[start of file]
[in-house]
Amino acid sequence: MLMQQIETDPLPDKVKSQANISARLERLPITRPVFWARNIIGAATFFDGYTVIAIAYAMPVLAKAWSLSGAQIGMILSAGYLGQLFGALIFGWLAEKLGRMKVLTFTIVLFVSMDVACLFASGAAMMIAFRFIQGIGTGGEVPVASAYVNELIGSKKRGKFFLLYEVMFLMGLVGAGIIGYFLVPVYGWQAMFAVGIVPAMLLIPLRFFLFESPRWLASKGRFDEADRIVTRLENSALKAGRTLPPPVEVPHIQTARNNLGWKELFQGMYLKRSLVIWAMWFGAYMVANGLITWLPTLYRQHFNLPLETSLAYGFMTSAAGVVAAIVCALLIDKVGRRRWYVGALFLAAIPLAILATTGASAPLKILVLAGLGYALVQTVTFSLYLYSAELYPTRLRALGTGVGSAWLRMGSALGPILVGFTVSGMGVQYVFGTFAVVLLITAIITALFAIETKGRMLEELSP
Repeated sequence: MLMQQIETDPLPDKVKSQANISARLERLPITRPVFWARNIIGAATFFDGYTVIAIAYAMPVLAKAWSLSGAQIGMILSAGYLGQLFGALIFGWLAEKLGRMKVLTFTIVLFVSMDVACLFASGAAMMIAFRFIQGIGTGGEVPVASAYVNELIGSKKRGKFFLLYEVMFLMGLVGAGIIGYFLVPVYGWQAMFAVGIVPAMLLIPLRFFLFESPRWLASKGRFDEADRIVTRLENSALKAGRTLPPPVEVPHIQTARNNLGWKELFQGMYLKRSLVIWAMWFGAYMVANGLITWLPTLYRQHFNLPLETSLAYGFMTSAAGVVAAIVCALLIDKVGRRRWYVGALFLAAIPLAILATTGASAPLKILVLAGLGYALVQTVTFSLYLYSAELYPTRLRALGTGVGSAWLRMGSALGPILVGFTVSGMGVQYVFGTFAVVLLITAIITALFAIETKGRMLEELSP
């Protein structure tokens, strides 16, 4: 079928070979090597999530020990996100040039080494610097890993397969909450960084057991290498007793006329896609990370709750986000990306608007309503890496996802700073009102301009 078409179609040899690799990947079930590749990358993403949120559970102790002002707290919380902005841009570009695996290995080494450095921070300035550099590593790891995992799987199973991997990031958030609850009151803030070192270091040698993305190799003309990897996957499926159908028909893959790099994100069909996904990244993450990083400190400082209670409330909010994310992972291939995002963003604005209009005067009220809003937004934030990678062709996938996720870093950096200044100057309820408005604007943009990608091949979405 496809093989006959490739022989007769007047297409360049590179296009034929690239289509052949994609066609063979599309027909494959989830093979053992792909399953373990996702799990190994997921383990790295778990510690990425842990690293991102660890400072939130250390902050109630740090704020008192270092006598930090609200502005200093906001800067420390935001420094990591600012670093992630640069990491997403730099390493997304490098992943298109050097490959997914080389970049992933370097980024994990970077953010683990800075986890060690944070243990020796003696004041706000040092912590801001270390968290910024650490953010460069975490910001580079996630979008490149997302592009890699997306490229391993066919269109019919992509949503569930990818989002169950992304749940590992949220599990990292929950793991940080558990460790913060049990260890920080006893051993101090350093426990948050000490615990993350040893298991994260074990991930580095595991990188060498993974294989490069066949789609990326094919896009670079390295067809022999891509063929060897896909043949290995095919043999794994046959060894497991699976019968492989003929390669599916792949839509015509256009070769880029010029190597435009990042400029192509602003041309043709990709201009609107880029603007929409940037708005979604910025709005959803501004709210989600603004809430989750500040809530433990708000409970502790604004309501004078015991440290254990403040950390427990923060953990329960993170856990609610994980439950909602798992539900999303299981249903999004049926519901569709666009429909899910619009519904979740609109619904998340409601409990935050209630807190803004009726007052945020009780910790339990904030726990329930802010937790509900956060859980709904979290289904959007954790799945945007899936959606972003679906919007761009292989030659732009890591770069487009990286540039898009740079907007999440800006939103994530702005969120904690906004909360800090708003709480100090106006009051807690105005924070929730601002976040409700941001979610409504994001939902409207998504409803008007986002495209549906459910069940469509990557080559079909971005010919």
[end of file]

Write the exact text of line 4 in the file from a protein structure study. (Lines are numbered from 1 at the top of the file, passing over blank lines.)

């Protein structure tokens, strides 16, 4: 079928070979090597999530020990996100040039080494610097890993397969909450960084057991290498007793006329896609990370709750986000990306608007309503890496996802700073009102301009 078409179609040899690799990947079930590749990358993403949120559970102790002002707290919380902005841009570009695996290995080494450095921070300035550099590593790891995992799987199973991997990031958030609850009151803030070192270091040698993305190799003309990897996957499926159908028909893959790099994100069909996904990244993450990083400190400082209670409330909010994310992972291939995002963003604005209009005067009220809003937004934030990678062709996938996720870093950096200044100057309820408005604007943009990608091949979405 496809093989006959490739022989007769007047297409360049590179296009034929690239289509052949994609066609063979599309027909494959989830093979053992792909399953373990996702799990190994997921383990790295778990510690990425842990690293991102660890400072939130250390902050109630740090704020008192270092006598930090609200502005200093906001800067420390935001420094990591600012670093992630640069990491997403730099390493997304490098992943298109050097490959997914080389970049992933370097980024994990970077953010683990800075986890060690944070243990020796003696004041706000040092912590801001270390968290910024650490953010460069975490910001580079996630979008490149997302592009890699997306490229391993066919269109019919992509949503569930990818989002169950992304749940590992949220599990990292929950793991940080558990460790913060049990260890920080006893051993101090350093426990948050000490615990993350040893298991994260074990991930580095595991990188060498993974294989490069066949789609990326094919896009670079390295067809022999891509063929060897896909043949290995095919043999794994046959060894497991699976019968492989003929390669599916792949839509015509256009070769880029010029190597435009990042400029192509602003041309043709990709201009609107880029603007929409940037708005979604910025709005959803501004709210989600603004809430989750500040809530433990708000409970502790604004309501004078015991440290254990403040950390427990923060953990329960993170856990609610994980439950909602798992539900999303299981249903999004049926519901569709666009429909899910619009519904979740609109619904998340409601409990935050209630807190803004009726007052945020009780910790339990904030726990329930802010937790509900956060859980709904979290289904959007954790799945945007899936959606972003679906919007761009292989030659732009890591770069487009990286540039898009740079907007999440800006939103994530702005969120904690906004909360800090708003709480100090106006009051807690105005924070929730601002976040409700941001979610409504994001939902409207998504409803008007986002495209549906459910069940469509990557080559079909971005010919």